by Frank Santoroski @seveng1967
The race day was extended for hours by rain, and the race was shortened by rain. In a Chase that featured allegations of drivers attempting to manipulate the outcome, the one factor that no driver or team can control, the weather, had the final say.
Dale Earnhardt Jr. took the checkered flag at Phoenix, much to the delight of the fans who waited out six hours of delays to get this race in. For Earnhardt, it was his third win of the season, but in meant very little in the overall picture, having already been eliminated from title contention under the current Chase format.
Joining Junior, on the outside looking in, at the finale at Homestead are Jimmie Johnson (five wins), Matt Kenseth (five wins) and Joey Logano (six wins).
However unfair, or unjust it may seem, there are four drivers who will contend for the Sprint Cup at Homestead and one of them will walk away with the Sprint Cup.
Instead of bashing the system that got these drivers to the stage, I’d like to take a moment to examine each driver and explain why they should, or shouldn’t, win the Sprint Cup.
Martin Truex Jr. (Career Cup Titles: 0, Career Cup wins: 3, 2015 Cup wins:1)
Why Martin Truex Jr. Should be the Champion: A Cup Championship for Martin Truex Jr. and Furniture Row Motorsports would be a Cinderella story for the ages. Throughout the controversy, bumping, banging, retaliation, sketchy officiating, and utter nonsense that we have seen in the 2015 Chase, Truex has managed to fly under the radar. He has kept his nose clean, putting up consistent finishes each and every Sunday to take him to this point.
His effort has been helped along the way by repeat winners in Chase rounds (Joey Logano) and non-chasers taking race wins (Jimmie Johnson and Dale Jr.), effectively allowing him to stay alive on points. He dodged a major bullet when Brad Keselowski failed to fend off a charging Jimmie Johnson in the closing laps at Texas. Had Brad held on for the win, Truex would have just missed the cut.
The Furniture Row team and their story is highly reminiscent of Alan Kulwicki. In 1992, Kulwicki took the Winston Cup in a final race that saw six drivers mathematically alive for the title. Everybody loves an underdog, and for that reason, Martin Truex Jr, would be a very popular Champion.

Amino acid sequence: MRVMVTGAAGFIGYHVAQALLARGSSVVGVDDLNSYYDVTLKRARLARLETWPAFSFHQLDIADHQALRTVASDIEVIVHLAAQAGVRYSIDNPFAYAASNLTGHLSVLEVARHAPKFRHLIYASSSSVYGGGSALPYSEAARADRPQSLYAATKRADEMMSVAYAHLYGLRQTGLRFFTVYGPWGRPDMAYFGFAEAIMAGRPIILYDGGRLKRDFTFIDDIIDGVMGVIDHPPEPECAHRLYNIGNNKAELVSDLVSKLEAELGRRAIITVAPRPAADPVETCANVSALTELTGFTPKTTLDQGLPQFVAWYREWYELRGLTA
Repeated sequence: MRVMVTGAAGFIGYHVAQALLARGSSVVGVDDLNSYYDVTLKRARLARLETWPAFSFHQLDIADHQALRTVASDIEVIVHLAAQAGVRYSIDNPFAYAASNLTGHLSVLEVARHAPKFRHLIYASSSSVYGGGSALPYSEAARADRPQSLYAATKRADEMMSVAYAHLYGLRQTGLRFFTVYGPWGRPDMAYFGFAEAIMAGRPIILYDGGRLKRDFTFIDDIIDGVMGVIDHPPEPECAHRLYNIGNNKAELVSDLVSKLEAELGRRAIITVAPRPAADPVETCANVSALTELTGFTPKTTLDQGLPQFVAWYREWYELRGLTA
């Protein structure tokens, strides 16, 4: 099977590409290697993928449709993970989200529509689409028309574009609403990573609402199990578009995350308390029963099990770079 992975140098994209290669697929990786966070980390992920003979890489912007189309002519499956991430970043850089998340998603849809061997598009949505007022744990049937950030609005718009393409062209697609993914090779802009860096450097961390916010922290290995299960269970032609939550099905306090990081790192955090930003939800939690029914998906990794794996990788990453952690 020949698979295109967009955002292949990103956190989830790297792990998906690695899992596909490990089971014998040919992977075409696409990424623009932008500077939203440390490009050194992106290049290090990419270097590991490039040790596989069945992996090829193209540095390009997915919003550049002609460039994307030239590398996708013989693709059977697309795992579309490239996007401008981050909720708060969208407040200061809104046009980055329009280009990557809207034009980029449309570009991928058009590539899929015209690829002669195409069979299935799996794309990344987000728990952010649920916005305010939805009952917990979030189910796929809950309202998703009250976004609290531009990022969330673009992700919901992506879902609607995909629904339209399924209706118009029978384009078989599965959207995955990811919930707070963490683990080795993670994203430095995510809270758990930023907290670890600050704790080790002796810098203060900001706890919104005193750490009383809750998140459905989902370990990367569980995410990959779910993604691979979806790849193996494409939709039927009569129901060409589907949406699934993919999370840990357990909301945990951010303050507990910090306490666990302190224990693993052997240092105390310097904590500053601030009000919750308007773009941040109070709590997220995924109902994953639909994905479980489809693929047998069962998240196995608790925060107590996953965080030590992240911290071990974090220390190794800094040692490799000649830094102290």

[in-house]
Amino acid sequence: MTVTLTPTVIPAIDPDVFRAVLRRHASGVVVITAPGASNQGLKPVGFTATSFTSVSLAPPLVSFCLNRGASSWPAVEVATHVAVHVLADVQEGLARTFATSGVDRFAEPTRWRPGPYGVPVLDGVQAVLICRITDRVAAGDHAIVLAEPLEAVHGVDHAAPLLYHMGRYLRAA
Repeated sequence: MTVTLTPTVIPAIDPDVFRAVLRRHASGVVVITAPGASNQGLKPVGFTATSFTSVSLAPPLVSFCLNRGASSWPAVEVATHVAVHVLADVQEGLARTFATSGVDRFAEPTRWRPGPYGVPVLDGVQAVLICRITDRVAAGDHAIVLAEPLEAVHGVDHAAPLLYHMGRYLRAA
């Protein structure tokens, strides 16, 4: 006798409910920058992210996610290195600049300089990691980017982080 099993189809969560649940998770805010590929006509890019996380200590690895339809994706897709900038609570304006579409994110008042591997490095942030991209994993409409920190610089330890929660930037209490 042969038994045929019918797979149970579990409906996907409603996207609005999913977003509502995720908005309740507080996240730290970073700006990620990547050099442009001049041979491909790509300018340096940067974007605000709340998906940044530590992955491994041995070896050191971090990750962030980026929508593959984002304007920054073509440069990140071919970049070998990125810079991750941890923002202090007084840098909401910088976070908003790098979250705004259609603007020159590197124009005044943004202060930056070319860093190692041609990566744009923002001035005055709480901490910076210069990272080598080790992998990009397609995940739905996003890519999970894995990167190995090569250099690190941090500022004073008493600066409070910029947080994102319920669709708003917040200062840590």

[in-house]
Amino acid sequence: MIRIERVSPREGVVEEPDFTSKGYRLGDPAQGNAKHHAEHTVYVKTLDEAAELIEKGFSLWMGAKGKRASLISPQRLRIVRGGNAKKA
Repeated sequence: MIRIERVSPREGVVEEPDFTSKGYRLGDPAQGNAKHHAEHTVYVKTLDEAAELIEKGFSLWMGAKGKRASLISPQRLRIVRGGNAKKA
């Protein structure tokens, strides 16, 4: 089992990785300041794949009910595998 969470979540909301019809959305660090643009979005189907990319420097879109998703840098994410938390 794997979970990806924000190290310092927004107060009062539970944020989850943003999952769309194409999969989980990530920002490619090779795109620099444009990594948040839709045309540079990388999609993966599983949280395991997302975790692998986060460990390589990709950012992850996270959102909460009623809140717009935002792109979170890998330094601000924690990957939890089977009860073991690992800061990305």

Why Martin Truex Jr. Should Not be the Champion: As improved as this little team is, they do not have the resources to seriously contend, without a bunch of help. And by help, I mean adversity falling on their competitors.
I like to think of a Champion as one who dominated a number of race events and bested the field on numerous occasions, not as one who kept their nose clean and flew under the radar.
Matt Kenseth won the Championship in that very fashion in 2003, which ultimately led to the Chase format.
Kyle Busch (Career Cup Titles: 0, Career Cup Wins:33, 2015 wins: 4)
Why Kyle Busch Should be the Champion: As I’ve stated on record many times, Kyle Busch has more pure driving talent in his little finger than a lot of guys earning a paycheck in racing. The guy is just a tremendous wheelman, period.
Throw in the fact that the entire Joe Gibbs organization has been spot-on all year.
In prior years his youth, immaturity, and brash ego have turned a lot of people off on Kyle Busch. Suffice to say, a “Most Popular Driver” award is nowhere in Kyle’s future. At the same time, the 2015 version of Kyle Busch is a very different person than we are used to. He’s calmer, quieter, more focused, and a good team player.
One of the most prolific winners in NASCAR, with 153 victories in the three major series, he has never been able to close the deal. Busch has started strong in the past, and fizzled out when it mattered most, at season’s end.
Perhaps the fact that he sat out the first eleven weeks of the season, recovering from leg injuries, will play to his advantage and he will finally win the Sprint Cup.
Why Kyle Busch Should Not be the Champion: While Kyle Busch certainly went on a tear this summer, winning four Cup races in five weeks, the fact remains that he finished the season 25th in points. It’s hard to wrap my mind calling a driver the season champion when he missed nearly one-third of the races.